The juxtaposition of events in Colombia and Venezuela give a compelling indication that Hugo Chavez has allied himself with FARC, the terrorist rebels just across his border. The day after the Columbians managed to kill FARC’s second in command, Chavez moved ten battalions to the border, threatening war against the US-allied government in Bogota, which he called “criminal”:
President Hugo Chavez on Sunday ordered 10 battalions of troops to the border with Colombia after Colombia’s military killed a top rebel leader.
Chavez told his defense minister: “move 10 battalions for me to the border with Colombia, immediately.” He also ordered the Venezuelan Embassy in Colombia closed and said all embassy personnel would be withdrawn.
The move threatens to bring the US into open conflict with Chavez for the first time. We have allied ourselves with the Colombian government to eradicate narco-traffickers as well as to help them eliminate the threat from FARC. The terrorist group still holds Americans, having kidnapped them years ago after a plane crash in territory under their control.
We saw a hint of this six weeks ago. Chavez demanded that Latin American nations recognize FARC (as well as a few other terrorist groups) as “legitimate armies” despite their track record of kidnapping and drug trafficking. As the Washington Post noted, even allies of Chavez balked at that notion. Now it looks as though Chavez will take Venezuela to war to support these terrorists, hoping to undermine President Alvaro Uribe and the democratic government in Colombia.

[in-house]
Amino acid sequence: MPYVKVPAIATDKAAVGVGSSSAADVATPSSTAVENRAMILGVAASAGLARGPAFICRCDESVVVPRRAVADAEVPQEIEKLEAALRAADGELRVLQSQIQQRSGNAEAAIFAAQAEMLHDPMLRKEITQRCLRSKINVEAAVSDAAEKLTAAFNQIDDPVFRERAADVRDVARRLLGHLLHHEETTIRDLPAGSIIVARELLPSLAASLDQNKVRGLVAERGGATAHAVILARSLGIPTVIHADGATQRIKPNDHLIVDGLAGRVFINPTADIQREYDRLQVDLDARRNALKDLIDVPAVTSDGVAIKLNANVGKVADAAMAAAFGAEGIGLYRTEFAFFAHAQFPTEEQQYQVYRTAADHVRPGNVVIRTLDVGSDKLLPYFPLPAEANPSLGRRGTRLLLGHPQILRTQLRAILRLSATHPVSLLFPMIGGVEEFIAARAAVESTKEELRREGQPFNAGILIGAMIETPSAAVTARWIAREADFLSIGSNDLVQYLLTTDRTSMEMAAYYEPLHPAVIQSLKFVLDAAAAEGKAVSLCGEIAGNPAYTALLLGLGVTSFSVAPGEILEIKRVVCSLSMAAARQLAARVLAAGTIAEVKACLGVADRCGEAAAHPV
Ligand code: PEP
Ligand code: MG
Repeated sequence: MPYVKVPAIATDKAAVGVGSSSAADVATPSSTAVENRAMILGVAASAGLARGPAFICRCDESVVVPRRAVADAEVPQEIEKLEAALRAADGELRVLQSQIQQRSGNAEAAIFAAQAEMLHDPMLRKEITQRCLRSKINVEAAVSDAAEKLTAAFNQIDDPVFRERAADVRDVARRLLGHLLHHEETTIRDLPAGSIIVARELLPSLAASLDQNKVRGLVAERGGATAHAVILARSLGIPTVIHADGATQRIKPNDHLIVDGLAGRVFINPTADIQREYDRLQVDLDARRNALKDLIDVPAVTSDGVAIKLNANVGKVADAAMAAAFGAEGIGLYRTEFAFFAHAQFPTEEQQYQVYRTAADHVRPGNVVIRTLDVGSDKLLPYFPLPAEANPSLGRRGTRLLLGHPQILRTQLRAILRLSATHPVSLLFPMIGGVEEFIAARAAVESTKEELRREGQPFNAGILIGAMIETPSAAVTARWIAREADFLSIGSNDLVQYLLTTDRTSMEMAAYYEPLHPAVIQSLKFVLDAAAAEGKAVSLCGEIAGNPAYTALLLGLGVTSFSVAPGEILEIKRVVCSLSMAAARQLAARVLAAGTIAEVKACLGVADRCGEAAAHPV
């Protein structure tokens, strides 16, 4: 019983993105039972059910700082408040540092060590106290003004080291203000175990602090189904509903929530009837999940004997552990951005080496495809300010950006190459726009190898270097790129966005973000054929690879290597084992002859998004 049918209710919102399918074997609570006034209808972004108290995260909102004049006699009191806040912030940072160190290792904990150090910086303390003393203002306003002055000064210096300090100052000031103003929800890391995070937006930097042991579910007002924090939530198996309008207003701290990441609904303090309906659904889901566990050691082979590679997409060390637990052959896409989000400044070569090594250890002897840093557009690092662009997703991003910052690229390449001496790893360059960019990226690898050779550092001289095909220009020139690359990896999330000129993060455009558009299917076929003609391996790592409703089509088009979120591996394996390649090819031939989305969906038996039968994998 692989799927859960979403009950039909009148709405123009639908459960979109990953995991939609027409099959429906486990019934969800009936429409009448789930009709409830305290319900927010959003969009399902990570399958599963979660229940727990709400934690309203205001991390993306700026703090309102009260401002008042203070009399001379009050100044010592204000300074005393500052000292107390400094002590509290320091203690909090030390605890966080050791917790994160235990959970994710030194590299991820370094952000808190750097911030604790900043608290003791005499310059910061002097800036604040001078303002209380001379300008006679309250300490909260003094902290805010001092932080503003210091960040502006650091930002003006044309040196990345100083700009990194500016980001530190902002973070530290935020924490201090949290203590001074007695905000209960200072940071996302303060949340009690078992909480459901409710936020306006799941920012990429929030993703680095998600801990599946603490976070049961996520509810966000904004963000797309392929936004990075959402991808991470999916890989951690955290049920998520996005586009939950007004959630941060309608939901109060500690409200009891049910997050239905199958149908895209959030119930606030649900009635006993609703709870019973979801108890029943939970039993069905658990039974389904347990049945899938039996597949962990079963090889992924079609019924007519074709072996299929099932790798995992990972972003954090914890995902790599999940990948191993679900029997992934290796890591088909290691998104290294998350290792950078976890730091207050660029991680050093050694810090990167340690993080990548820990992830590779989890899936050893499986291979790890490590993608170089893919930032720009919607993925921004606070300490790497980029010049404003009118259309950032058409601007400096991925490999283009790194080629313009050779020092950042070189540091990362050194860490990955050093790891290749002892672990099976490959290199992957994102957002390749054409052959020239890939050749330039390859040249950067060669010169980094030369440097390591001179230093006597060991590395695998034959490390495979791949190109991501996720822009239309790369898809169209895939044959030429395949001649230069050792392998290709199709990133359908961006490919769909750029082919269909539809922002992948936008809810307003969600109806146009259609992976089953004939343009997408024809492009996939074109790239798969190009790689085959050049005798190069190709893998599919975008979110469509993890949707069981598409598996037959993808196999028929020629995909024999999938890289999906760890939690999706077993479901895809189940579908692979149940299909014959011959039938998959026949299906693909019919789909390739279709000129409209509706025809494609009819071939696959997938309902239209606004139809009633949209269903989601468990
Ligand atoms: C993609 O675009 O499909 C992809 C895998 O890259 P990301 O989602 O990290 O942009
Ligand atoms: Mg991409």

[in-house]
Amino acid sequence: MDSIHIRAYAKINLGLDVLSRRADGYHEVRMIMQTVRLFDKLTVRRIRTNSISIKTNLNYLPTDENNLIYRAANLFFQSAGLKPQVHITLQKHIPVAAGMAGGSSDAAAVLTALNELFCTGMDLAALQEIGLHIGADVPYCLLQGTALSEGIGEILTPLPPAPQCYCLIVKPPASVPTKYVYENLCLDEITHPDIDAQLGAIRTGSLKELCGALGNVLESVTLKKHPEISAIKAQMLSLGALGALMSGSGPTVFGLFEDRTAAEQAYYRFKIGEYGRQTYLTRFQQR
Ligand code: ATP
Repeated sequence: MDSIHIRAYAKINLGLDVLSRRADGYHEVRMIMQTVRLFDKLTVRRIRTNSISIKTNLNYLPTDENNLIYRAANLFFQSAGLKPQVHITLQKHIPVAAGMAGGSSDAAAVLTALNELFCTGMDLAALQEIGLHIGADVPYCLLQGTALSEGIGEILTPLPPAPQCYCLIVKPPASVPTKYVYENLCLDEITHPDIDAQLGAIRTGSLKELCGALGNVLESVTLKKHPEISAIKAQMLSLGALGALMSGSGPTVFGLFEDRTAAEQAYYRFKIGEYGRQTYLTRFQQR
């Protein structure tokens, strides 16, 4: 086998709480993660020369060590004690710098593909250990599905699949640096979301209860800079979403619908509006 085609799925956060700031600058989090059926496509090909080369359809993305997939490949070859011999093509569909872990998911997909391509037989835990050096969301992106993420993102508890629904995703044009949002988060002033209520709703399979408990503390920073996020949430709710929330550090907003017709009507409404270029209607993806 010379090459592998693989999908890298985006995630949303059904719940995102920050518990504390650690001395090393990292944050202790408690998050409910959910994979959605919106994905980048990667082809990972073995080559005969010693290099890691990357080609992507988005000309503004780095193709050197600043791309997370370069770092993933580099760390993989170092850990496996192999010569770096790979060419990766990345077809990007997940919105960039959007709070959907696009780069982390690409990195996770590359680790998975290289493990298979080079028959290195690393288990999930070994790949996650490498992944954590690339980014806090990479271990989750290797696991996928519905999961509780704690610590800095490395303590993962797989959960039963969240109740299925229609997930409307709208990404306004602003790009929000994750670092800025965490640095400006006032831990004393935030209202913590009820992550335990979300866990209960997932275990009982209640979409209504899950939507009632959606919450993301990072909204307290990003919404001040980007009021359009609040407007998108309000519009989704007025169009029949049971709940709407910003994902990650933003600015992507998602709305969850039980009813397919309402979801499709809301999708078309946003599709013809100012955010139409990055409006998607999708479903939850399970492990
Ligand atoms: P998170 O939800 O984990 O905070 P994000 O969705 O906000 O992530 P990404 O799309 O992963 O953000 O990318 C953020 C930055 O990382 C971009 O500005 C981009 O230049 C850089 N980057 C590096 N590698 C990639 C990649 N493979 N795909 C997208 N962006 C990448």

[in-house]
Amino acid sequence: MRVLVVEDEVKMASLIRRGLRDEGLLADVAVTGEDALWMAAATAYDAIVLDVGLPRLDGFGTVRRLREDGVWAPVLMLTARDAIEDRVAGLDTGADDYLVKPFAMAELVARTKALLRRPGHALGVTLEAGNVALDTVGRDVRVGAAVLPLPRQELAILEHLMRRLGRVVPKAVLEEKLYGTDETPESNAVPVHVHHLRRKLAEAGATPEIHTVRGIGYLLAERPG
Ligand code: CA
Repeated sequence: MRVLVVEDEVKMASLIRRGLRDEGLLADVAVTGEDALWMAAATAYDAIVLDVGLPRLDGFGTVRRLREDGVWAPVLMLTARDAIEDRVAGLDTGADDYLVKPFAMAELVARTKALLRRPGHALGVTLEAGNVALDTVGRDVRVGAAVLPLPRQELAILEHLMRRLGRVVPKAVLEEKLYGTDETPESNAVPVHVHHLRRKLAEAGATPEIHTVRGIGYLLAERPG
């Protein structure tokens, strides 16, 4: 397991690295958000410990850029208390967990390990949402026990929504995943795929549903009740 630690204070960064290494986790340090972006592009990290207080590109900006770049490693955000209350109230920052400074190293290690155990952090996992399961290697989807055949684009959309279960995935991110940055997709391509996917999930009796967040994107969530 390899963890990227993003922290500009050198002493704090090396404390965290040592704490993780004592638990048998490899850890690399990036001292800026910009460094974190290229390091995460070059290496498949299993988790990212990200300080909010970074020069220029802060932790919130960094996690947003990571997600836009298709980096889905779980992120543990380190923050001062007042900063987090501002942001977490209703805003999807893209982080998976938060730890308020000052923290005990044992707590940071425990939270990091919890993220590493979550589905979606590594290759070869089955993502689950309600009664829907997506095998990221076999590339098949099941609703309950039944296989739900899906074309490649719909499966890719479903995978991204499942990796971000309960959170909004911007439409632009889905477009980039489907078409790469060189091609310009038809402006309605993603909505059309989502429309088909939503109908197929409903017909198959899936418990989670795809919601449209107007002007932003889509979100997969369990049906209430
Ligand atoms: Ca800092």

He’s taking his first steps to making himself a menace to the entire hemisphere rather than just to the Venezuelans.
If those battalions move across the border, Chavez had better expect a volley of cruise missiles at his command and control centers. The US will not allow Chavez to topple the elected government in Colombia. It would probably provide the only possible reason Washington would use military force against Chavez, and even this skeptical Congress would have little choice but to support the defense of an American ally under attack from a hostile nation.